01 January 2010

Vascular surgeons volunteer at Landstuhl

Dr. Vincent Bertin, right, performs surgery at Landstuhl Medical Center near Ramstein Air Force Base in Germany.

Dr. Vincent Bertin of Ohio, a vascular surgeon with Southwest Vascular, Inc. and on staff at both Southwest General Health Center and Parma Community General Hospital, tells of the 17 days he spent volunteering at Landstuhl hospital.

“It was an eye opener. The way the military treats the injured soldiers is very, very impressive,” he said. “Landstuhl is the largest American hospital outside the U.S.”

While he was there, planes brought in 38 injured members of the military. Of those, 22 were on ventilators and severely wounded. The most significant injuries were to Marines, he said.

“We didn’t lose any of them,” he said.

The system works because of the skill of medical personnel on the front lines and the forward operating bases in the two countries, he said. They do what they can to stabilize the patient, who is then flown to Germany. The next phase of treatment starts right after the plane lands. ...

Bertin heard about the need for surgeons in Landstuhl in 2008, at the annual meeting of the Society for Vascular Surgery. The group schedules the volunteers, usually for two weeks at a time. He had never had any previous military experience, but decided to go.

“There’s a need for it,” he said. “I’ve been doing this for 25 years. I’m at the age where I still have good physical ability and good judgement. It was my window of opportunity.”

As a vascular surgeon, Bertin’s job was to repair veins in organs and “just about any major extremity.” A common injury happens when a soldier steps out of a Humvee onto an explosive device that is then detonated by remote control.

“The leg — usually the right leg — is blown up and the rest of the soldier’s body is shot up through the roof of the Humvee. There is usually severe head trauma and injuries up to the mid-portion of the spine,” he said. “I did exposures of the spine for the orthopedic guy to fix the spine.”

One patient who sticks out in his mind was a Navy man who had been flown in from Kuwait.

“The kid was on leave, when an insurgent drove a car into him at 120 miles an hour,” he said.

I've thought of that patient often as well.

On Thanksgiving Day, a plane brought in six patients from Afghanistan, four of them on ventilators and four with massive injuries to the upper and lower extremities, plus the abdomen. He was in surgery from 8 a.m. to 9 p.m.

“The good news is, we didn’t get any new flights the next day,” he said.

No Iraqis or Afghanis were brought in for care while he was there, but he treated one Australian and one Canadian, both who had been in Afghanistan.

Bertin has been on staff at trauma centers in San Francisco and Cleveland, where the most severe injuries are treated. Other doctors who worked with him in Landstuhl had similar experience.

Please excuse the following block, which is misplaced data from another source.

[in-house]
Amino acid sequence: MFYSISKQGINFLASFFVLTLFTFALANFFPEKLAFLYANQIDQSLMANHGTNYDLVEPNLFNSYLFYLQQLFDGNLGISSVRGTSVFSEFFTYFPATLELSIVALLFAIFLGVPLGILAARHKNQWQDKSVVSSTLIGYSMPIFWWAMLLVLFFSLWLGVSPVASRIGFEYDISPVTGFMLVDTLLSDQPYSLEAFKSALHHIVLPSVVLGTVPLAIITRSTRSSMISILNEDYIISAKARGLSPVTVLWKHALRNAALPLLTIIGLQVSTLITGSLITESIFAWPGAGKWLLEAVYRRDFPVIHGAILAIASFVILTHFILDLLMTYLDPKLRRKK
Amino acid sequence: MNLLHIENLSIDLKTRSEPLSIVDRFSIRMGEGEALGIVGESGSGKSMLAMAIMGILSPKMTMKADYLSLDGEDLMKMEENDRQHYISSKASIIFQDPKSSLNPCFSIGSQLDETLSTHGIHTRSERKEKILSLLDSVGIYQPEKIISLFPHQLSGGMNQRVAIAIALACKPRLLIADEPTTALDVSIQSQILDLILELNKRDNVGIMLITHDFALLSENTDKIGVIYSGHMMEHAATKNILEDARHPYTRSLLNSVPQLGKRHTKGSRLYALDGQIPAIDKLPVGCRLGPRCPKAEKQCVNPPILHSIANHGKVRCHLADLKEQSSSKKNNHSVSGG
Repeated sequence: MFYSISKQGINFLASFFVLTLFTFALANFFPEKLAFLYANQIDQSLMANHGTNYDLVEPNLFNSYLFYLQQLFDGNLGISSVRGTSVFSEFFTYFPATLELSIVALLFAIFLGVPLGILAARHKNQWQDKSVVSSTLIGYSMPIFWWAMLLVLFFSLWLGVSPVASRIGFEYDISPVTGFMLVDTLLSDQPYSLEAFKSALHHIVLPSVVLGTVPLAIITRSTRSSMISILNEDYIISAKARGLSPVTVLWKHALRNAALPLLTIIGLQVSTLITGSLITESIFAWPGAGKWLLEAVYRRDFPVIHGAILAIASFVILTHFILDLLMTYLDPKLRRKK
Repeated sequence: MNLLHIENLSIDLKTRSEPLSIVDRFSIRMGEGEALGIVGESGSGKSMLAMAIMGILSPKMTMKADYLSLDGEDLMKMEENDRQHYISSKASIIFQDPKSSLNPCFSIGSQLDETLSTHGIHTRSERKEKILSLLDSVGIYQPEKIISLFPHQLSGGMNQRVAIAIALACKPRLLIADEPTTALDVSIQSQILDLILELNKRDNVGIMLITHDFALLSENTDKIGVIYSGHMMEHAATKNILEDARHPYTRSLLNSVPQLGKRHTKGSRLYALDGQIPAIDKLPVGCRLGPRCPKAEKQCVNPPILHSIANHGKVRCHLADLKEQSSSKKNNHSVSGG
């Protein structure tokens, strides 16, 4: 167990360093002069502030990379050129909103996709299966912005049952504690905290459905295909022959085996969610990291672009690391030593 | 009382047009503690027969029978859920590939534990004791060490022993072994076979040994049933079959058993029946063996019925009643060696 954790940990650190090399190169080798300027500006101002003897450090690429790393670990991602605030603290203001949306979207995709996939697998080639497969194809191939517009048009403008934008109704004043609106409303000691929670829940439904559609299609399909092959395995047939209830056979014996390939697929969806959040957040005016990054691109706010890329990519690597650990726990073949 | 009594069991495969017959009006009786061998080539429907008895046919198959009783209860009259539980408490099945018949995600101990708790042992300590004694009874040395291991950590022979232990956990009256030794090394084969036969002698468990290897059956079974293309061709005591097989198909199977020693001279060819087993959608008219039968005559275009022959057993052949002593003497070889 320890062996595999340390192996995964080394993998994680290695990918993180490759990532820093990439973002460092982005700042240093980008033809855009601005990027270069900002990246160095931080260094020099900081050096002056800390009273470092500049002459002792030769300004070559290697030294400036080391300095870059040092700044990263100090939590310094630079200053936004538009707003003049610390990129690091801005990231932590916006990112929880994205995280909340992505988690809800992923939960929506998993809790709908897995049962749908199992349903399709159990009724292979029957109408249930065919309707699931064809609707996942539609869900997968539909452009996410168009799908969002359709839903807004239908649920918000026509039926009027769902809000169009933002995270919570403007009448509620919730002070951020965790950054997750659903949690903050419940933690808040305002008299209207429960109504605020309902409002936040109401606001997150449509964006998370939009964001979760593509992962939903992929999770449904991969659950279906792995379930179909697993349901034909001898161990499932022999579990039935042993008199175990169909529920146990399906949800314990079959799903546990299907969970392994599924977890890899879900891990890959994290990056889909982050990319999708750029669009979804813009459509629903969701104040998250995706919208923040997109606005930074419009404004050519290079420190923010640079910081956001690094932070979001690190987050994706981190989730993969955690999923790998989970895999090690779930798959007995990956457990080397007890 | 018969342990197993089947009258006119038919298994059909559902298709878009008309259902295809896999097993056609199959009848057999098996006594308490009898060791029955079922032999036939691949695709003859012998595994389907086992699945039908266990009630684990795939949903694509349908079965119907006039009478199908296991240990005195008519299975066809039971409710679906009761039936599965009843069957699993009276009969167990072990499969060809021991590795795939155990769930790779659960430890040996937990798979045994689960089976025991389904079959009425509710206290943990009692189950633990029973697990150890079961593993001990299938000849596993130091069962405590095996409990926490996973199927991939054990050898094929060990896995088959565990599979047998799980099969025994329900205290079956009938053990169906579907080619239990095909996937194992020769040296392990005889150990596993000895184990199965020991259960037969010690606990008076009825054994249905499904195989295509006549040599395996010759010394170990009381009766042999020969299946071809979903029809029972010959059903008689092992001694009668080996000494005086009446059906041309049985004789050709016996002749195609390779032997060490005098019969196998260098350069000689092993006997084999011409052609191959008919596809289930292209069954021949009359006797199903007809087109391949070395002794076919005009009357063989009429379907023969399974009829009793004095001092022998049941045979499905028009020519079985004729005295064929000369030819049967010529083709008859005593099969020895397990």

“None of us ever saw anything that severe as we did in Landstuhl,” he said.

One soldier had a fragment go right through his pancreas, missing the main portal vein by one millimeter.

“To have that big of a pancreatic injury and not have a vein I had to repair was incredible. If it had hit the portal vein, he would have died,” he said. “We drained it and did the best we could.”

The patient left Landstuhl and Dr. Bertin lost track of him until he read a newspaper article about a rare pancreatic cell transplant procedure the patient underwent at Walter Reed.

There are two other incidents he will remember. One was when he had to return to the operating room at night to close a surgery. It was the beginning of the second week of his stay, and someone had forgotten to put his name on that week’s access roster.

“Security was so tight, if you weren’t on the roster you couldn’t get in. They wouldn’t accept my passport ID. I had to get the staff surgeon upstairs to walk me in,” he said.

Then, shortly before he left for home, he met actor Gary Sinise at the hospital. ...

“Lots of people (entertainers) come through the USO part, but he is one of the very few that come into the intensive care unit. He was very concerned and helpful with the injured soldiers,” Bertin said.

My post about Sinise's visit is here.

According to Bertin,
The best part was seeing the excellent, well-organized care by all the staff, and the cooperation between doctors, nurses and operating room techs, no matter what branch of the military they were from.

“We’re all on the same side,” he said. “The family of any injured soldier can take solace that they are getting the best care.”

The slots for volunteers is filled for next year, but he plans to return in 2011.

Another vascular surgeon from Florida talks about his recent stint at Landstuhl:

A member of the Society for Vascular Surgery, [Dr. Faro] volunteered to help staff the Landstuhl Regional Medical Center, which was in need of vascular surgeons.

During his stay, he and a team of physicians managed the care of 12 acute trauma patients who had been injured during combat in Afghanistan.

"They were mostly blast injuries, gunshot wounds, spinal injuries, things like that," he said. "I did the vascular part. As a team, we had multiple surgeons and medical personnel, all in critical care."

After treatment, the troops were flown to the United States or their home countries for continuing care. When they left, others would arrive.

"You didn't know what you were going to get," said Faro, who has four grandchildren. "You could get no planes, or two or three planes full of people." ...

"It was an honor to do it," he said. "I was in Guam at the end of the Vietnam War, and we were transferring sick patients and refugees. It served a purpose. This really serves a purpose. It's something you can give back to people."

What a great program. Our thanks to the docs for coming here. I'm sure it's something they will never forget.

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